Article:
Now here is the good news, as agonizing as these walls are, if you can manage to silence the voices telling you that there is no point in continuing, and to stop torturing yourself…your eventual absolution is the elusive “high” that many athletes describe as being experienced during the later stages of their work.  This is the point at which you feel invincible, you feel empowered and when you finish…Rainbows are brighter, trees are greener, the air smells sweeter and…your high is complete with a case of well-deserved munchies!!!

Happy Running!!!

#hittingthewall #cardio #endurancesports



Friday, August 15, 2014

The Links For Our 15 Minutes of Fame.

Here are the links to our Good Morning America appearance, as well as our local 9 news piece and finally the CNN Weekly Weigh-In that made our summer REAL inturestin!!!

http://abcnews.go.com/GMA/video/inspiring-couple-loses-280-pounds-24597184

http://www.9news.com/video/3683311307001/50183015001/Couples-loses-280-pounds-together

http://www.cnn.com/2014/07/14/health/irpt-weight-loss-fosters/

The Story...How We Done It

Part 1    

     Over the last two weeks I have received e-mails from hundreds of folks from all over the world asking our advice and yearning to learn how we managed to lose weight and get fit while the rest of the world seems to be drowning in greasy, genetically modified, fatty, sugary "false foods" like those that might be purchased at your local McDonald's.

      So I'll start out by saying a little bit about being mentally prepared to take on this journey. It seems to me that many people want to lose weight/get healthy but are very reluctant or downright obstinate about changing their eating habits. This is the reason why many "diet" pills are so popular. They claim to help you lose weight even with no diet and no exercise. These products are by far and away false idols giving false hope. In order to be truly prepared to take on a task like Jess and I undertook you must be ready to change who you are from the inside out, you must change your relationship with food and in many cases (like mine) change your identity to accommodate a healthy lifestyle. Here is the reason why, let's say you plan to take a diet pill or get on some crazy fad diet to lose weight. These things are always meant as temporary solutions because in most cases fad diets and pills will be MORE detrimental to your health if taken long term than the extra weight you're carrying around. The thing is your body NEEDS fats, sugar, salt, carbohydrates, minerals, etc...and if you deny your body these things it becomes nutritionally starved and seeks sources of these things internally thus ravaging your vital systems and muscles. You must be willing to take on PERMANENT changes to your eating habits and your personal identity in order to be ready to take the first steps.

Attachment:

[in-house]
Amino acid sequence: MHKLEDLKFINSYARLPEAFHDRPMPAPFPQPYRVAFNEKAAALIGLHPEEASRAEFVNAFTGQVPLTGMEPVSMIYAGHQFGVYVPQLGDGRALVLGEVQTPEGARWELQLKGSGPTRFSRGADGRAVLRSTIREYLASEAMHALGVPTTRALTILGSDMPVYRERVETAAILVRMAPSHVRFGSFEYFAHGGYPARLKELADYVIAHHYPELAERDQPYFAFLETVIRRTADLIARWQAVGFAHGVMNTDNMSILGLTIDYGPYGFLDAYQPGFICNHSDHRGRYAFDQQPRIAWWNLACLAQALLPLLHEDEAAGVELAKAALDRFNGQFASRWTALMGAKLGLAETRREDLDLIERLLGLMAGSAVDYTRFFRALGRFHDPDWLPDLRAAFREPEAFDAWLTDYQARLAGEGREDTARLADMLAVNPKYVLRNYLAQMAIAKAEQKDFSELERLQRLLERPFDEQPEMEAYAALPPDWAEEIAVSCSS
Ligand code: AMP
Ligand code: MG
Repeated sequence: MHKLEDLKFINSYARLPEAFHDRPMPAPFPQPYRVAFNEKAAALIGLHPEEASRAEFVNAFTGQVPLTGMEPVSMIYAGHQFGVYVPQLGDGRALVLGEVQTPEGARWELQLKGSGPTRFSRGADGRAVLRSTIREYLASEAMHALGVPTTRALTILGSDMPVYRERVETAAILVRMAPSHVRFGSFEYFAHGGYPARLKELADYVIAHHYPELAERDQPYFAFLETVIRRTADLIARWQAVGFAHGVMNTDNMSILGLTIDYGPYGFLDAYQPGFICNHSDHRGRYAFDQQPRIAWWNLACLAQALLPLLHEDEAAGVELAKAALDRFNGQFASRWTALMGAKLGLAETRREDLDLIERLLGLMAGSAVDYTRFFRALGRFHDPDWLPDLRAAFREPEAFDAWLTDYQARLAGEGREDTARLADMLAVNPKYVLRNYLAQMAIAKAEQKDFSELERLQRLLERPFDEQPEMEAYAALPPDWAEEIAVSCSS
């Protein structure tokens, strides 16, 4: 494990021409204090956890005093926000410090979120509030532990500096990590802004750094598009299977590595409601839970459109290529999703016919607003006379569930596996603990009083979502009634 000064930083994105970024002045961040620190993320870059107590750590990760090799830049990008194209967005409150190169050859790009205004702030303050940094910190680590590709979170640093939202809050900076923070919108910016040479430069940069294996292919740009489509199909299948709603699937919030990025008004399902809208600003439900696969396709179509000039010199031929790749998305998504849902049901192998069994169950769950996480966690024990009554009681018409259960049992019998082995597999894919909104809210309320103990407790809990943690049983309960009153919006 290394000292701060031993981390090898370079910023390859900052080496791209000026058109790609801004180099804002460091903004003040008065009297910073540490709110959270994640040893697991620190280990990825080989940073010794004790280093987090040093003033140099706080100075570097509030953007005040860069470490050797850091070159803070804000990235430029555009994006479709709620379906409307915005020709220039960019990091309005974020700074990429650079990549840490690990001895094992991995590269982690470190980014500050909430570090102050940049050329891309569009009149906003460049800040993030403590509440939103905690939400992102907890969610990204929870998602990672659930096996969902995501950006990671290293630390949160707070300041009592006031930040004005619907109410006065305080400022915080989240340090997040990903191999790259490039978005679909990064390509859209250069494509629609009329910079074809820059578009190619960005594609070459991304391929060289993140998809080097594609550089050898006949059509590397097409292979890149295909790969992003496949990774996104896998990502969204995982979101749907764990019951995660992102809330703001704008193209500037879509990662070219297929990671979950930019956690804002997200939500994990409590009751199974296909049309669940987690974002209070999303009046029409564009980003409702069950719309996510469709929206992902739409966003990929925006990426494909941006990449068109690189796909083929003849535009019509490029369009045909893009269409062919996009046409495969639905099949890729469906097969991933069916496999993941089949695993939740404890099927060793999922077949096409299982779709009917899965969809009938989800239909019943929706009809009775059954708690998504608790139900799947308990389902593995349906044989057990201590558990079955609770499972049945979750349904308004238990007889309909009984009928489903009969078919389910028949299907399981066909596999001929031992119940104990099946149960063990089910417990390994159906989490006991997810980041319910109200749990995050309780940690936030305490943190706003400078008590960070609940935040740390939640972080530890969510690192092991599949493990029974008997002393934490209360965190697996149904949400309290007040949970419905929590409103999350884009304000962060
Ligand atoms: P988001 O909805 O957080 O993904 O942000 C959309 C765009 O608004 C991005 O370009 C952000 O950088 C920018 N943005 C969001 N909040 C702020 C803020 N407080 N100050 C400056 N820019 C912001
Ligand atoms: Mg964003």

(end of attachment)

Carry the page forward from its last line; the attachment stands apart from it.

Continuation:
Part 2    

     Once you have established that you're properly motivated to make permanent changes to not only your eating habits, but also with your relationship with food and how this affects your sense of identity, you need to set the appropriate goals.